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Suzi gerb

Suzi Gerb  


Howard County Schools

AP computer science teacher at Centennial High School



How did you get into this area?

I started programming in high school at the suggestion of my mother who was one of the really early programmers in the mid-70s. I spent many years as a software engineer and project manager, and realized I needed a change.

What are some successes and challenges you have experienced in getting to where you are now?


I'm not a natural at teaching and it took a while to learn my students' attention spans and how they learned best. However, my overall philosophy – to let students work at their own pace on projects where they do all or most of the work independently – was sound, and the projects I introduced early in my career are by and large the same ones my students use now.

I'm very proud of Advanced Object-Oriented Design, a course in software engineering that I designed from the ground up. It culminates in students using professional project management techniques to work in teams of 5-10 programmers to produce a professional quality system. Because it doesn't have an AP designation, it always seemed that someone or other was trying to get rid of it and I've had to defend it tenaciously. But when students come back after graduation, that's always the course they cite as having been the biggest help with their future career.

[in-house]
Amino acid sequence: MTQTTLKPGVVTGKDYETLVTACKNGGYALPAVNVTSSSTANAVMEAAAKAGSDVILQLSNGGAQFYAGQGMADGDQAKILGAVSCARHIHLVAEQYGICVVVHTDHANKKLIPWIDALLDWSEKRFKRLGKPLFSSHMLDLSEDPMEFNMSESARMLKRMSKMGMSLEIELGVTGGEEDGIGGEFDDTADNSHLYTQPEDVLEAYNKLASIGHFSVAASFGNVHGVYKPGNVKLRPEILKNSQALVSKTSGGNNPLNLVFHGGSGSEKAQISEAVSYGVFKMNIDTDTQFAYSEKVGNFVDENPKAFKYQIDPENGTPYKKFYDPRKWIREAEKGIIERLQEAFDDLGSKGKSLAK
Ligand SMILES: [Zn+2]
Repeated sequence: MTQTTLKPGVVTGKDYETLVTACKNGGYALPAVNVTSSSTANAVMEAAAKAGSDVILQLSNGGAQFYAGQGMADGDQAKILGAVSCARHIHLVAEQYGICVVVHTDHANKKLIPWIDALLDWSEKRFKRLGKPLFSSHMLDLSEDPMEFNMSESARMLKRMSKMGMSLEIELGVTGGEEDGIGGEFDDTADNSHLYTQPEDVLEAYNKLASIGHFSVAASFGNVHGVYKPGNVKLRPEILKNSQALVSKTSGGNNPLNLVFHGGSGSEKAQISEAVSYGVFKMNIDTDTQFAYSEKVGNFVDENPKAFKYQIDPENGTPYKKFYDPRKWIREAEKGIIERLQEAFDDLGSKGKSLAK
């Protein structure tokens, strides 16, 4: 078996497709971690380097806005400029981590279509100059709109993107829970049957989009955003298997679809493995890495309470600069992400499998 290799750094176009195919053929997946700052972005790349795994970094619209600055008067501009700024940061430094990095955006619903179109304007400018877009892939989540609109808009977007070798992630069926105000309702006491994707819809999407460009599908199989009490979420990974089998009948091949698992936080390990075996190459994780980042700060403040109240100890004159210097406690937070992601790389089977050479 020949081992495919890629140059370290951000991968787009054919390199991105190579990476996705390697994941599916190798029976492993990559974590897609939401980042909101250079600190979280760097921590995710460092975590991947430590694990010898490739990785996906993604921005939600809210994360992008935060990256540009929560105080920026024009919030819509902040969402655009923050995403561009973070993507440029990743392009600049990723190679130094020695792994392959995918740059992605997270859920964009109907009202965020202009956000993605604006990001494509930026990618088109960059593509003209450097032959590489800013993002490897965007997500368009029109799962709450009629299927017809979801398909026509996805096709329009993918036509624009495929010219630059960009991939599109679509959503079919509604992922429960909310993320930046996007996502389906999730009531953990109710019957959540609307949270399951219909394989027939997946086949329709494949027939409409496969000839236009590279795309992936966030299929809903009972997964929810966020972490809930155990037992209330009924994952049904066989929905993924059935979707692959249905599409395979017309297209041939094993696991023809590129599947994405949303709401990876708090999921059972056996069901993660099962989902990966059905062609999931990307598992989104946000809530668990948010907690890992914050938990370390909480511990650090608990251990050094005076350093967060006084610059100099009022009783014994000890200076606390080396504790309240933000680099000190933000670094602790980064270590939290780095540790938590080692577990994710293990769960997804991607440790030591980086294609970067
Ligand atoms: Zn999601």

In my 12th year of teaching, I decided to transition from living as a male to living full-time as a female. I was concerned that my teaching would be adversely affected. However, my classroom has been run pretty much the same, and with the exception of a couple of teachers who started giving me the cold shoulder, the rest of the school community has been supportive.

What's working well? What are you proud of? 


When I studied programming in college, we were given one chance at submitting our program. If it didn't run perfectly, we failed. It was not a great way to teach, but it sure got me disciplined about testing the stuffing out of my programs before anyone else saw them. That helped me a lot in my software engineering career.

I really wanted my students to have a taste of that, so I devised a system whereby they tell me when they are ready to test their program and I run an automated test as they look on. If it doesn't work, they get to resubmit as many times as they need to, but they get a better grade if they get it right at the start.

As for the future, I plan to retire this year. My body is no longer cut out for the rigors of the school day, and it's time for a fresh eye.

Dianne O'Grady-Cunniff, dogrady at usmd dot edu
Director, Maryland Center for Computing Education

Dr. Megean Garvin, mgarvin at usmd dot edu
Director of Research, Maryland Center for Computing Education

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Maryland Center for Computing Education
3300 Metzerott Rd. Adelphi, MD 20783
MCCE received initial support from the National Science Foundation, (MSP)2 Grant No. 0831970.